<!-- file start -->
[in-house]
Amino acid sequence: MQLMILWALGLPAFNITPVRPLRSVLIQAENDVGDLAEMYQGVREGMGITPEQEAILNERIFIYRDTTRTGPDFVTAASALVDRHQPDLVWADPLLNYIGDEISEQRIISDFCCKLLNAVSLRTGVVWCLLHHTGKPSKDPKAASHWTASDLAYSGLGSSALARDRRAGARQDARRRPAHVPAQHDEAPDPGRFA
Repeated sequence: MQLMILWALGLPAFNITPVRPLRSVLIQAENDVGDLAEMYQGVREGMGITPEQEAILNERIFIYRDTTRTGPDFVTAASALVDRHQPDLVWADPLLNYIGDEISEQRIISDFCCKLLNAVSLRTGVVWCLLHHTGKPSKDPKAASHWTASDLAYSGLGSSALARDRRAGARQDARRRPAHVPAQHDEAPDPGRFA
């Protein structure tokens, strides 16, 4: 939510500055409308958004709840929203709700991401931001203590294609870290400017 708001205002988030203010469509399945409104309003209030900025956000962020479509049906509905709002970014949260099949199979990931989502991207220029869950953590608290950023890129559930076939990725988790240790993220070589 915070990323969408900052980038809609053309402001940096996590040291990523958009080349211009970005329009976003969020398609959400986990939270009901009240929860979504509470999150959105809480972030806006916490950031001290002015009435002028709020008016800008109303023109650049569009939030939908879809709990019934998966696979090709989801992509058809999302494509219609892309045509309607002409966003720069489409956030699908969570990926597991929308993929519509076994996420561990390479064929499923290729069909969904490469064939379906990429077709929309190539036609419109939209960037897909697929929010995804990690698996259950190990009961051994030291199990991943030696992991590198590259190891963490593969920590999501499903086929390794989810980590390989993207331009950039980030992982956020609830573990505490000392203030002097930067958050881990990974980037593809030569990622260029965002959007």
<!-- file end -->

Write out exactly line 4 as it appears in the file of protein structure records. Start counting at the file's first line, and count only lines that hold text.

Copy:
């Protein structure tokens, strides 16, 4: 939510500055409308958004709840929203709700991401931001203590294609870290400017 708001205002988030203010469509399945409104309003209030900025956000962020479509049906509905709002970014949260099949199979990931989502991207220029869950953590608290950023890129559930076939990725988790240790993220070589 915070990323969408900052980038809609053309402001940096996590040291990523958009080349211009970005329009976003969020398609959400986990939270009901009240929860979504509470999150959105809480972030806006916490950031001290002015009435002028709020008016800008109303023109650049569009939030939908879809709990019934998966696979090709989801992509058809999302494509219609892309045509309607002409966003720069489409956030699908969570990926597991929308993929519509076994996420561990390479064929499923290729069909969904490469064939379906990429077709929309190539036609419109939209960037897909697929929010995804990690698996259950190990009961051994030291199990991943030696992991590198590259190891963490593969920590999501499903086929390794989810980590390989993207331009950039980030992982956020609830573990505490000392203030002097930067958050881990990974980037593809030569990622260029965002959007």